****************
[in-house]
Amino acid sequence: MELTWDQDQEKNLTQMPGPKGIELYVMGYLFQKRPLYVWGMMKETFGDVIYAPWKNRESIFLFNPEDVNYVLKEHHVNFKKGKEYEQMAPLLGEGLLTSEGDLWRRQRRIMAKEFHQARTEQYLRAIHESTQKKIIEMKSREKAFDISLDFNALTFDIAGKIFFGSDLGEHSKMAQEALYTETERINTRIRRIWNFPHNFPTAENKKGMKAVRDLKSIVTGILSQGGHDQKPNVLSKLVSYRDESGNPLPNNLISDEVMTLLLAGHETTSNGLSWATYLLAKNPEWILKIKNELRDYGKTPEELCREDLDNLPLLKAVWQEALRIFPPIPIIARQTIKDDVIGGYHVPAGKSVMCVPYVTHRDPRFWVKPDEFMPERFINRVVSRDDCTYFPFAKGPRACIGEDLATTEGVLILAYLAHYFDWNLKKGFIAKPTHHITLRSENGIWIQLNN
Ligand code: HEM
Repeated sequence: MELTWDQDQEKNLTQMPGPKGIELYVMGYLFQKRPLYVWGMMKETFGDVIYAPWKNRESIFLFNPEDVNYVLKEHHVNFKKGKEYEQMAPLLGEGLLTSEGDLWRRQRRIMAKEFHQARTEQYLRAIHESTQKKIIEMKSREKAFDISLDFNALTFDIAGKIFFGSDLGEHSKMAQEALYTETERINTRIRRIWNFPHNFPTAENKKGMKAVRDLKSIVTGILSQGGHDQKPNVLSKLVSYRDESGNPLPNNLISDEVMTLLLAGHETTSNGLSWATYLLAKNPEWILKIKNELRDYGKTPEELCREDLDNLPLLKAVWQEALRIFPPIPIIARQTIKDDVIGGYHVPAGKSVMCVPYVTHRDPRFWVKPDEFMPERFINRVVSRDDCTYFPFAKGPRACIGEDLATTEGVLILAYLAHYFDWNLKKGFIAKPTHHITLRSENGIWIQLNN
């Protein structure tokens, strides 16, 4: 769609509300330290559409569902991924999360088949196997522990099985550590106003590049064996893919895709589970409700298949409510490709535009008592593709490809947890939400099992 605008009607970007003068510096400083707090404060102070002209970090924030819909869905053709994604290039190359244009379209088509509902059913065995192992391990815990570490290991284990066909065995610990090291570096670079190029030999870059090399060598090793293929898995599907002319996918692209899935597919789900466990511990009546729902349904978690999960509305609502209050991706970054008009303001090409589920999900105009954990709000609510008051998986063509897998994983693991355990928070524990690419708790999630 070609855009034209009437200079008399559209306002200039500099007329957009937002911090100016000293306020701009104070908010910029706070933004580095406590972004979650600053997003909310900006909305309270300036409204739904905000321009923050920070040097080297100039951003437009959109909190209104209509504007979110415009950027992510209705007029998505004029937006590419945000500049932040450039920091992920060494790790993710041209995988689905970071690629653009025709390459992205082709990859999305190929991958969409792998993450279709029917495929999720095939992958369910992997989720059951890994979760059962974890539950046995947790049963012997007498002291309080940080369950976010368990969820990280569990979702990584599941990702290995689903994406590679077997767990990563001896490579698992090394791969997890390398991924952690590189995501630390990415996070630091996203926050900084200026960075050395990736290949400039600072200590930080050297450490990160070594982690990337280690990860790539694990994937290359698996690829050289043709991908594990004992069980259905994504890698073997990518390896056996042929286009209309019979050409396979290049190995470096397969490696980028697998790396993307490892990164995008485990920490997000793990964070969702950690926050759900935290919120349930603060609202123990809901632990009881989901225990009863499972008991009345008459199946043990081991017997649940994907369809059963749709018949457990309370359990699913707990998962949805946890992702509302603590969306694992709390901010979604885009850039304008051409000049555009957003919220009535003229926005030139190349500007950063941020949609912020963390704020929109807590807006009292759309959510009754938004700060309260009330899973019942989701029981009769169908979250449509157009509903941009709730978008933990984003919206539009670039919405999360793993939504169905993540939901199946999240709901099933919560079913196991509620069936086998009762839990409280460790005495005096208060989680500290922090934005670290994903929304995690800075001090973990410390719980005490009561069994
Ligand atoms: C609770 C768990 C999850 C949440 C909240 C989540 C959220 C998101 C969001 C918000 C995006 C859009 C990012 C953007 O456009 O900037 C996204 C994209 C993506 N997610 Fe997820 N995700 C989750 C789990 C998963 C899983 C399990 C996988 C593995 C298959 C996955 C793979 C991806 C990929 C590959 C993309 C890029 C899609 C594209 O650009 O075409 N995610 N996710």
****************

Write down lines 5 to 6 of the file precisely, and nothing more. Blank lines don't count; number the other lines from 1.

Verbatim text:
């Protein structure tokens, strides 16, 4: 769609509300330290559409569902991924999360088949196997522990099985550590106003590049064996893919895709589970409700298949409510490709535009008592593709490809947890939400099992 605008009607970007003068510096400083707090404060102070002209970090924030819909869905053709994604290039190359244009379209088509509902059913065995192992391990815990570490290991284990066909065995610990090291570096670079190029030999870059090399060598090793293929898995599907002319996918692209899935597919789900466990511990009546729902349904978690999960509305609502209050991706970054008009303001090409589920999900105009954990709000609510008051998986063509897998994983693991355990928070524990690419708790999630 070609855009034209009437200079008399559209306002200039500099007329957009937002911090100016000293306020701009104070908010910029706070933004580095406590972004979650600053997003909310900006909305309270300036409204739904905000321009923050920070040097080297100039951003437009959109909190209104209509504007979110415009950027992510209705007029998505004029937006590419945000500049932040450039920091992920060494790790993710041209995988689905970071690629653009025709390459992205082709990859999305190929991958969409792998993450279709029917495929999720095939992958369910992997989720059951890994979760059962974890539950046995947790049963012997007498002291309080940080369950976010368990969820990280569990979702990584599941990702290995689903994406590679077997767990990563001896490579698992090394791969997890390398991924952690590189995501630390990415996070630091996203926050900084200026960075050395990736290949400039600072200590930080050297450490990160070594982690990337280690990860790539694990994937290359698996690829050289043709991908594990004992069980259905994504890698073997990518390896056996042929286009209309019979050409396979290049190995470096397969490696980028697998790396993307490892990164995008485990920490997000793990964070969702950690926050759900935290919120349930603060609202123990809901632990009881989901225990009863499972008991009345008459199946043990081991017997649940994907369809059963749709018949457990309370359990699913707990998962949805946890992702509302603590969306694992709390901010979604885009850039304008051409000049555009957003919220009535003229926005030139190349500007950063941020949609912020963390704020929109807590807006009292759309959510009754938004700060309260009330899973019942989701029981009769169908979250449509157009509903941009709730978008933990984003919206539009670039919405999360793993939504169905993540939901199946999240709901099933919560079913196991509620069936086998009762839990409280460790005495005096208060989680500290922090934005670290994903929304995690800075001090973990410390719980005490009561069994
Ligand atoms: C609770 C768990 C999850 C949440 C909240 C989540 C959220 C998101 C969001 C918000 C995006 C859009 C990012 C953007 O456009 O900037 C996204 C994209 C993506 N997610 Fe997820 N995700 C989750 C789990 C998963 C899983 C399990 C996988 C593995 C298959 C996955 C793979 C991806 C990929 C590959 C993309 C890029 C899609 C594209 O650009 O075409 N995610 N996710």